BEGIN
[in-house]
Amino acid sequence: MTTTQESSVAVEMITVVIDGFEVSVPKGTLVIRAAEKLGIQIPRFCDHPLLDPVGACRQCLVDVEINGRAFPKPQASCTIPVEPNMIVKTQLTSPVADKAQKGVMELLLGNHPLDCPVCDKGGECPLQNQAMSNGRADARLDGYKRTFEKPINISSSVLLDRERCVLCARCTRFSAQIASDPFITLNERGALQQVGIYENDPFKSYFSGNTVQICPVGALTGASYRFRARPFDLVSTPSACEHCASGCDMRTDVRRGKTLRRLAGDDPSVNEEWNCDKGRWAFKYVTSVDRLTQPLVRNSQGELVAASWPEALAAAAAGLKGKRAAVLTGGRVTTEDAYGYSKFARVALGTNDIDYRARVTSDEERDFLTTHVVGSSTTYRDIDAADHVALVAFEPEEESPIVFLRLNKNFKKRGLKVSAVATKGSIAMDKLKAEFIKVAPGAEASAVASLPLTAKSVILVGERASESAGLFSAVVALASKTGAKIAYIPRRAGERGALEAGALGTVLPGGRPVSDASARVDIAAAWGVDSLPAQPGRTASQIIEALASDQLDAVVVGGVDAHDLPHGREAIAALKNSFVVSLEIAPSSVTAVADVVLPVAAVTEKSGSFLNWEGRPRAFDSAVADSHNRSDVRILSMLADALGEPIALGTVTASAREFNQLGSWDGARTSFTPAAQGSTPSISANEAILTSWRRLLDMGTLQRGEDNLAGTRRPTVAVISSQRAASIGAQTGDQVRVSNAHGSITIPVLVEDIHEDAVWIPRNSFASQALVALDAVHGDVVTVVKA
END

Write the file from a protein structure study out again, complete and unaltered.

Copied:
[in-house]
Amino acid sequence: MTTTQESSVAVEMITVVIDGFEVSVPKGTLVIRAAEKLGIQIPRFCDHPLLDPVGACRQCLVDVEINGRAFPKPQASCTIPVEPNMIVKTQLTSPVADKAQKGVMELLLGNHPLDCPVCDKGGECPLQNQAMSNGRADARLDGYKRTFEKPINISSSVLLDRERCVLCARCTRFSAQIASDPFITLNERGALQQVGIYENDPFKSYFSGNTVQICPVGALTGASYRFRARPFDLVSTPSACEHCASGCDMRTDVRRGKTLRRLAGDDPSVNEEWNCDKGRWAFKYVTSVDRLTQPLVRNSQGELVAASWPEALAAAAAGLKGKRAAVLTGGRVTTEDAYGYSKFARVALGTNDIDYRARVTSDEERDFLTTHVVGSSTTYRDIDAADHVALVAFEPEEESPIVFLRLNKNFKKRGLKVSAVATKGSIAMDKLKAEFIKVAPGAEASAVASLPLTAKSVILVGERASESAGLFSAVVALASKTGAKIAYIPRRAGERGALEAGALGTVLPGGRPVSDASARVDIAAAWGVDSLPAQPGRTASQIIEALASDQLDAVVVGGVDAHDLPHGREAIAALKNSFVVSLEIAPSSVTAVADVVLPVAAVTEKSGSFLNWEGRPRAFDSAVADSHNRSDVRILSMLADALGEPIALGTVTASAREFNQLGSWDGARTSFTPAAQGSTPSISANEAILTSWRRLLDMGTLQRGEDNLAGTRRPTVAVISSQRAASIGAQTGDQVRVSNAHGSITIPVLVEDIHEDAVWIPRNSFASQALVALDAVHGDVVTVVKA